SC urged to use plenary power, moral authority to ensure acceptance of same-sex marriages
New Delhi: The petitioners seeking legal validation of same-sex marriage on Wednesday urged the Supreme Court to use its plenary power, “prestige and moral authority” to push the society to acknowledge such a union which would ensure LGBTQIA persons lead a “dignified” life like heterosexuals.
A five-judge Constitution bench headed by Chief Justice D Y Chandrachud was told by senior advocate Mukul Rohatgi, appearing for one of the petitioners, that “the State should come forward and provide recognition to same-sex marriage.” He referred to the law on widow re-marriage, and said the society did accept it then and the “law acted with alacrity” and the social acceptance followed.
“Here, this court needs to push the society to acknowledge the same-sex marriage. This court, besides the power under Article 142 (which provides SC the plenary power to pass any order necessary for doing complete justice) of the Constitution, has moral authority and it enjoys public confidence. We rely on the prestige and moral authority of this court to ensure that we get our right,” Rohagti told the bench which also comprised Justices S K Kaul, S R Bhat, Hima Kohli and P S Narasimha.
He said, “the State should come forward and provide recognition to same-sex marriage… which will help us leading a dignified life like heterosexuals.” At the outset of second day’s proceedings, Solicitor General Tushar Mehta, appearing for the Centre, filed a fresh plea urging the top court that all the states and UTs be also made parties to the proceedings on the pleas.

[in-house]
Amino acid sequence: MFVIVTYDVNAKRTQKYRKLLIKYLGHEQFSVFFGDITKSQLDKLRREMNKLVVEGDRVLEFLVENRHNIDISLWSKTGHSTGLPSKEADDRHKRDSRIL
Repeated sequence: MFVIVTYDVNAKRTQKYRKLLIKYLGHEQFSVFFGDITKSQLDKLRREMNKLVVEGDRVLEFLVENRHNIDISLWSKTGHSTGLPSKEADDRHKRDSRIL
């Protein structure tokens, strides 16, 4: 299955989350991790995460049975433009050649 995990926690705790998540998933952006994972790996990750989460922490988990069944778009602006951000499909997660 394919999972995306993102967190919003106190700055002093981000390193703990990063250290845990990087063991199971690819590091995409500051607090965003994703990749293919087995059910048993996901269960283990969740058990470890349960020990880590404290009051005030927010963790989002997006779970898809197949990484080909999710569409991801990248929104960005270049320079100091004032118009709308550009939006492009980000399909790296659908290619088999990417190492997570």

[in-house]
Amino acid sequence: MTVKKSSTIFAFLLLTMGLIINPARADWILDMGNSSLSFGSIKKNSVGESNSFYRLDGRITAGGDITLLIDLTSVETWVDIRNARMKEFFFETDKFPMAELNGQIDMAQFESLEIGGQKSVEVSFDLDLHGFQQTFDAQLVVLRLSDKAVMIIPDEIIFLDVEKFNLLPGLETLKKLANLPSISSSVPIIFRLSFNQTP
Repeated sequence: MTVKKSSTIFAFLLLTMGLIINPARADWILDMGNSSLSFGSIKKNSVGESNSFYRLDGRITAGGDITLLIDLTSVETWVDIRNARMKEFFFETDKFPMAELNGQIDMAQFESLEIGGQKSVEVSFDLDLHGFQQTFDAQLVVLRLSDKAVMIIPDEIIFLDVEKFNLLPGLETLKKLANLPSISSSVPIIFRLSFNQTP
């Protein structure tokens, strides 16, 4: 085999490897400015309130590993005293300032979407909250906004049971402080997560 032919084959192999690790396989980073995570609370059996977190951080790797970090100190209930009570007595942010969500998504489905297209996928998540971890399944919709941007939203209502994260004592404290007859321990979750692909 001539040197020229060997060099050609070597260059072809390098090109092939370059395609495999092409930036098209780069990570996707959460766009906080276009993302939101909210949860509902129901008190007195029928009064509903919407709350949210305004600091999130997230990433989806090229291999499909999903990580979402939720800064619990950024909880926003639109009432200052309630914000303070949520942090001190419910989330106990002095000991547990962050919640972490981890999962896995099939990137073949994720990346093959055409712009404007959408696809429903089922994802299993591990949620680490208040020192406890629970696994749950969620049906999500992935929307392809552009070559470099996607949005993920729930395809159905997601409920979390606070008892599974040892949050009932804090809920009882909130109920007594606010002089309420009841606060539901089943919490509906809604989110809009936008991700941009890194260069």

In a fresh affidavit filed in the apex court, the Centre said it has issued a letter on April 18 to all the states inviting comments and views on the “seminal issue” raised in the pleas.
“It is, therefore, humbly requested that all states and Union Territories be made a party to the present proceedings and their respective stance be taken on record and in the alternative, allow the Union of India, to finish the consultative process with the states, obtains their views/apprehensions, compile the same and place it on record before this court, and only thereafter adjudicate on the present issue,” the affidavit said.
“It is submitted that the Union of India, has issued a letter dated April 18, 2023 to all states inviting comments and views on the seminal issue raised in the present batch of petition,” it said.
Opposing the fresh plea of the government, Rohatgi said the pleas challenged the Central law, the Special Marriage Act, and just because the subject is there in the concurrent list of the Constitution, states and UTs need not be issued the notices.
“You do not have to labour on this point,” the CJI said.
Coming back to the submissions, Rohatgi referred to the judgements, including the decriminalisation of consensual gay sex, and said “The court was revisiting something which has already been decided”.
“I am equal to heterosexual groups and it cannot be so that their sexual orientation is correct and all others are incorrect. I am saying let there be a positive affirmation…We should not be treated as lesser mortals and there will be full enjoyment of the right to life,” he said.
The hearing is continuing.
The top court on Tuesday made it clear that it will not go into personal laws governing marriages while deciding the pleas seeking legal validation for same-sex marriages and said the very notion of a man and a woman, as referred to in the Special Marriage Act, is not “an absolute based on genitals”. The outcome will have significant ramifications for the country where common people and political parties hold divergent views on the subject.
The apex court had on November 25 last year sought the Centre’s response to separate pleas moved by two gay couples seeking enforcement of their right to marry and a direction to the authorities concerned to register their marriages under the Special Marriage Act.
LGBTQIA stands for lesbian, gay, bisexual, transgender, queer, questioning, intersex and asexual.